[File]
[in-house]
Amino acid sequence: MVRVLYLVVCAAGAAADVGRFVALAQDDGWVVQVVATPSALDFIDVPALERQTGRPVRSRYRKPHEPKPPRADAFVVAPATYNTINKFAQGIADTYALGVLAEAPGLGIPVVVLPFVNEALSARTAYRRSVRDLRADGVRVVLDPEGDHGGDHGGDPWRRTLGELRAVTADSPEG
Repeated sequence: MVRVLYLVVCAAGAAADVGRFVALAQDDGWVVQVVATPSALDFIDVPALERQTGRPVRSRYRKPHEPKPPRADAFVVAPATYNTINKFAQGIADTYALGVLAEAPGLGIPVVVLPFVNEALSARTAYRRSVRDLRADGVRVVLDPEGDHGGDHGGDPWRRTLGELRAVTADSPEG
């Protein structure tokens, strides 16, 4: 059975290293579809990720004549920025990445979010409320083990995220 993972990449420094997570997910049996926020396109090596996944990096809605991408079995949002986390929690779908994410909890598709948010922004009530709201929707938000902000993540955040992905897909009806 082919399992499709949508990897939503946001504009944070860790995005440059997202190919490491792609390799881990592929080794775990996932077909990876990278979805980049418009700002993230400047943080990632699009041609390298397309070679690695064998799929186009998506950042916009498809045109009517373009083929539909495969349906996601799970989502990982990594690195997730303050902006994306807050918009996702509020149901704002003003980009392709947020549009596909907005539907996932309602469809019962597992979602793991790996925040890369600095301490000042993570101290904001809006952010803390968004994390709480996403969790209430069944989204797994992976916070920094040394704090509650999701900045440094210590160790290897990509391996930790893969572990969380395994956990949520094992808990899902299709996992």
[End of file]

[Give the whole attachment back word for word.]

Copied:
[in-house]
Amino acid sequence: MVRVLYLVVCAAGAAADVGRFVALAQDDGWVVQVVATPSALDFIDVPALERQTGRPVRSRYRKPHEPKPPRADAFVVAPATYNTINKFAQGIADTYALGVLAEAPGLGIPVVVLPFVNEALSARTAYRRSVRDLRADGVRVVLDPEGDHGGDHGGDPWRRTLGELRAVTADSPEG
Repeated sequence: MVRVLYLVVCAAGAAADVGRFVALAQDDGWVVQVVATPSALDFIDVPALERQTGRPVRSRYRKPHEPKPPRADAFVVAPATYNTINKFAQGIADTYALGVLAEAPGLGIPVVVLPFVNEALSARTAYRRSVRDLRADGVRVVLDPEGDHGGDHGGDPWRRTLGELRAVTADSPEG
């Protein structure tokens, strides 16, 4: 059975290293579809990720004549920025990445979010409320083990995220 993972990449420094997570997910049996926020396109090596996944990096809605991408079995949002986390929690779908994410909890598709948010922004009530709201929707938000902000993540955040992905897909009806 082919399992499709949508990897939503946001504009944070860790995005440059997202190919490491792609390799881990592929080794775990996932077909990876990278979805980049418009700002993230400047943080990632699009041609390298397309070679690695064998799929186009998506950042916009498809045109009517373009083929539909495969349906996601799970989502990982990594690195997730303050902006994306807050918009996702509020149901704002003003980009392709947020549009596909907005539907996932309602469809019962597992979602793991790996925040890369600095301490000042993570101290904001809006952010803390968004994390709480996403969790209430069944989204797994992976916070920094040394704090509650999701900045440094210590160790290897990509391996930790893969572990969380395994956990949520094992808990899902299709996992």